Step five is to grade each back up plan to the criteria.  Grading each alternative will give the person an idea of on whether it is even worth keeping the alternative.  If the alternative does not sound like it is going to be a good idea then it is best to find another plan.  Step six is computing the optimal decision.  The optimal decision is calculated simply by multiplying the rating of an alternative by the value of weighted importance given to each criterion, and then adding the totals for an aggregate score (Youssef, C., & Noon, A. 2012 sec. 8.3).  So to answer the question if I were the product officer I would have to do research on the product and the people who would actually buy the product to see which product would be most beneficial in the long term.  
A large advertising agency is working with a client who wants to gain market share from its competitors by marketing to young professionals.  The agency needs to decide whether to spend all of the marketing funds on a single medium (internet, television, or radio) or to spread it across all three.In this particular situation I would have to use the exact same decision making model to solve the problem.
You are the corporate acquisition officer for a large oil company that has an interest in acquiring a small-to medium-sized renewable energy company(e.g., solar, wind) in order to diversify its capabilities.  What type of company should your organization acquire?In this case I would still apply the decision making model.  I would have to go with the solar. 

Response 4

Making decisions in the workplace can be a daily objective.  Knowing how to make good, informed decisions is essential to managing successfully.  Youssef & Noon (2012) describe the rational decision-making model as one way to select an outcome that has maximum value for the company (p. 524). The six steps are:

1. Define the problem

2. Identify the criteria

3. Weigh the criteria

4. Generate alternatives

5. Rate each alternative on each of the criteria

6. Compute the optimal decision

(Youssef & Noon, 2012, pp. 525-527)

Here is the situation: A large advertising agency is working with a client who wants to gain market shares from its competitors by marketing to young professionals.  The agency needs to decide whether to spend all of the marketing funds on a single form of media (internet, television, or radio) or to spread it across all three.  What decision would you make?  Why?

Gaining market shares is a competitive business.  Using the six step, rational decision-making model, an analysis can be done to determine the best way to achieve the client’s objectives. The first step is to define the problem; in this scenario the problem is whether to spend the marketing funds on one form of media (internet, television, or radio) or to spread it across all three.  The second step is to identify the criteria, which is how much gain in market share would be gained by each of the types of media.  The third step is to weigh the criteria.  A good way to weigh the criteria in this situation is to use studies done on what types of media are used by young professionals.  A study done by Chock, et al. (2013) shows 4.92%-8.2% of young people use the internet to find jobs.  Though these specific percentages seem low, a continued look at the study shows the high percentages of young people using the internet as their source for information.   Lenhart, et al. (2010) states, “At the same time, college-age young people are flocking to social media to fill their needs for news, information and entertainment” (as cited in Chock, et al., 2013, p. 96).  Another study done by (Sunderberg, 2014) indicates, “Eight-three percent of organizations are now using social media as part of their recruitment process” (as cited in Blacksmith & Poeppelman, 2014, p. 114).  Each of the studies found could be rated numerically as to the significance of the information in recommending a specific media.  The fourth step would be to generate alternative ideas.  In this case alternatives to internet, television, or radio, would be to advertise at job fairs or on university campuses.  Then for the fifth step, studies could be found in order to also rate each of the alternatives, and step six is to add up the ratings based on the studies to reach the optimal decision.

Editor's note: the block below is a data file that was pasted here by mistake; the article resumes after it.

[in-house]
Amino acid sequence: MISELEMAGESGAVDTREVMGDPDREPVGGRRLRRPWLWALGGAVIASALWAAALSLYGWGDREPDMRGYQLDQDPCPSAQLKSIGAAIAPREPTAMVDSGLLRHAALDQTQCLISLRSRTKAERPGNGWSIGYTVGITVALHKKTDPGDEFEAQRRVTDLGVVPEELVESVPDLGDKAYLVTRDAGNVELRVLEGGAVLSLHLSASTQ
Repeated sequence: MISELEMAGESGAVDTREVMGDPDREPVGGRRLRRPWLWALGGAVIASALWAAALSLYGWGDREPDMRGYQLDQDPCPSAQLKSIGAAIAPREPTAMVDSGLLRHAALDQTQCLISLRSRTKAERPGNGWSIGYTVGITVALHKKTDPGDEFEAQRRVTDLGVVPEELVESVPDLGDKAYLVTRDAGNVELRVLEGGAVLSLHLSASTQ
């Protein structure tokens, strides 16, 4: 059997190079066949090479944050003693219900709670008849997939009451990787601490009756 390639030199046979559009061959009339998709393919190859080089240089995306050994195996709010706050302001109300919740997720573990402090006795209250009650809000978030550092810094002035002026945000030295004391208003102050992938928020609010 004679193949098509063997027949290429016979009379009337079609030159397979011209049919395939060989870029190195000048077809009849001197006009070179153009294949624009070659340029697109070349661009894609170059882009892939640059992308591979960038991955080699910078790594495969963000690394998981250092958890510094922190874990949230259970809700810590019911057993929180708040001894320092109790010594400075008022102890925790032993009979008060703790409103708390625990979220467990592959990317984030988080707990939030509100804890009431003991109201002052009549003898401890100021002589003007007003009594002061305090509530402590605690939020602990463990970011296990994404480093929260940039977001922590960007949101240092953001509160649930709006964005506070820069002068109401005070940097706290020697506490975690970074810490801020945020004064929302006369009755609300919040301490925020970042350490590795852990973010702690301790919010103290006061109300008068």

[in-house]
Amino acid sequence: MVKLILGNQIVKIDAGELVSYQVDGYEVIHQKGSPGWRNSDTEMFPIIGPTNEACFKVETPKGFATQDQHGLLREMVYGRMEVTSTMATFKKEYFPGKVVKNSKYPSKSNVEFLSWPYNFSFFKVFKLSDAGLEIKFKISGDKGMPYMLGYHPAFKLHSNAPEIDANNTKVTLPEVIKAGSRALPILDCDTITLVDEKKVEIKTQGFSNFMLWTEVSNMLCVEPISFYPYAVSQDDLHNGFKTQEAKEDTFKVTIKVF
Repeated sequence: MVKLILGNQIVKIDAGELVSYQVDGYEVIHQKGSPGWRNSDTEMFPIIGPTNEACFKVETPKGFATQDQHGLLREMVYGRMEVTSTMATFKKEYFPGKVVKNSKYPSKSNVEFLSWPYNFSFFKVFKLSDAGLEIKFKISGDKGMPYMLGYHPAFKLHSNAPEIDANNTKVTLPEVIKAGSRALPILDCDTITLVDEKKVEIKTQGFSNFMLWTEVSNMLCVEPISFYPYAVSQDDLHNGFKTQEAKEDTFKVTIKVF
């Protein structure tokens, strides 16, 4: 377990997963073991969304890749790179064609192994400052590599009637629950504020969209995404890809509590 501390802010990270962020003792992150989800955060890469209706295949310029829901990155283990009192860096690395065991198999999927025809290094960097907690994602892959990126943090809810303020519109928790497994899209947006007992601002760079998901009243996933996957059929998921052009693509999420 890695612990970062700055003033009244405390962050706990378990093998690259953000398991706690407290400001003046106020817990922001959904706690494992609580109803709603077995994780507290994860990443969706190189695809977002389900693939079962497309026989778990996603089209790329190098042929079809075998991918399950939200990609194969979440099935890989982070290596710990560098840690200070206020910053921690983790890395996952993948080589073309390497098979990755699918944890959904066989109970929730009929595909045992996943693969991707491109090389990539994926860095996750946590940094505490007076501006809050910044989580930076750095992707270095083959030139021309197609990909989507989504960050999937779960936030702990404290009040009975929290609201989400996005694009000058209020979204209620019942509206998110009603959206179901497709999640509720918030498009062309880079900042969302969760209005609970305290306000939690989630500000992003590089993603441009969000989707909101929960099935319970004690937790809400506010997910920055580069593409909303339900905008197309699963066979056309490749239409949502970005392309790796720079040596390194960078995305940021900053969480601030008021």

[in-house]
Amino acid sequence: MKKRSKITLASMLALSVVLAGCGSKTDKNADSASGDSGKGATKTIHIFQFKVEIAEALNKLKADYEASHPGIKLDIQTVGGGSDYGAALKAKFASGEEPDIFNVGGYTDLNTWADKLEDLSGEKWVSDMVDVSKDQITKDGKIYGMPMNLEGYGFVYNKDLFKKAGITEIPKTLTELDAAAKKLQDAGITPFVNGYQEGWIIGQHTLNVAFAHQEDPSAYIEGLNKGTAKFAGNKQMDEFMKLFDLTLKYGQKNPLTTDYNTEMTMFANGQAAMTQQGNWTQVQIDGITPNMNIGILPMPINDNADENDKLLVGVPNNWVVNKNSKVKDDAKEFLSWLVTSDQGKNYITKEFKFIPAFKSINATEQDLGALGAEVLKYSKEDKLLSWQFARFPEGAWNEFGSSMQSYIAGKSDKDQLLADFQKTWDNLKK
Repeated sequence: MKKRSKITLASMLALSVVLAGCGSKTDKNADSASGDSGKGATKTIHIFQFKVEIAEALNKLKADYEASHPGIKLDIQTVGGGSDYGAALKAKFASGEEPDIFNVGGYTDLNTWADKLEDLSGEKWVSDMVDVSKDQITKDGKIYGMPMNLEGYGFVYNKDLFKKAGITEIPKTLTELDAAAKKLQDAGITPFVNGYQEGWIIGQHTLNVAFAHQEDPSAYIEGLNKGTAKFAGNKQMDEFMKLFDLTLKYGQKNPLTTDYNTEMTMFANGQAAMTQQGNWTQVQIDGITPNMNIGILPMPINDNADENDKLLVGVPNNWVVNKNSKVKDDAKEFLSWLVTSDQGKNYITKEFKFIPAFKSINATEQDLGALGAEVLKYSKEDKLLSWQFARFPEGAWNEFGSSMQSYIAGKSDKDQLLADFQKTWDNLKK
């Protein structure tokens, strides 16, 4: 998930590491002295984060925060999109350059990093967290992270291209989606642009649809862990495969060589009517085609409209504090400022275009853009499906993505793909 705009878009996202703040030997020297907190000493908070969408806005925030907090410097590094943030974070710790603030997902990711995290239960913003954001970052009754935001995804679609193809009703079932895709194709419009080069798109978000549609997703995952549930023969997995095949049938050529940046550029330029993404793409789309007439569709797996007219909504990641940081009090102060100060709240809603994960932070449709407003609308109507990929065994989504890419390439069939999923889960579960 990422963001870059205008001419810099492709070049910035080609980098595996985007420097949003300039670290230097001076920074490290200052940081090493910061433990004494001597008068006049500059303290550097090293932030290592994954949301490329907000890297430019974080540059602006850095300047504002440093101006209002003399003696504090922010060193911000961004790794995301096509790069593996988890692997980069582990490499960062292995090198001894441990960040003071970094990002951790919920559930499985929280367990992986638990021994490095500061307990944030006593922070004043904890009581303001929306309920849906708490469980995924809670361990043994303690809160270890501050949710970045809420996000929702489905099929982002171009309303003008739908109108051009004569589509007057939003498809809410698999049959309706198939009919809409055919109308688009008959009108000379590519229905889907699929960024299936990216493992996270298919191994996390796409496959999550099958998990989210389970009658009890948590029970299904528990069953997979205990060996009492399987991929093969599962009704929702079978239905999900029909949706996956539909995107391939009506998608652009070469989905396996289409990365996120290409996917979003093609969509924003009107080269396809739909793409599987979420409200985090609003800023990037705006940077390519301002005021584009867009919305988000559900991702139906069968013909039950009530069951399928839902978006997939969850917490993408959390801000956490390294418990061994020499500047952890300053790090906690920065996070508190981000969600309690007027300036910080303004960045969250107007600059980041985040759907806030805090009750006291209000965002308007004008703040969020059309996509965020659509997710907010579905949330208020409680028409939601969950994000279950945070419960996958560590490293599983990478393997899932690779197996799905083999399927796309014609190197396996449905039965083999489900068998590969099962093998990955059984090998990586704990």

Based on the limited information gathered using the six step process, the statistics indicate the best way to market to young professionals is using the internet.  Therefore, that is what should be recommended to the client.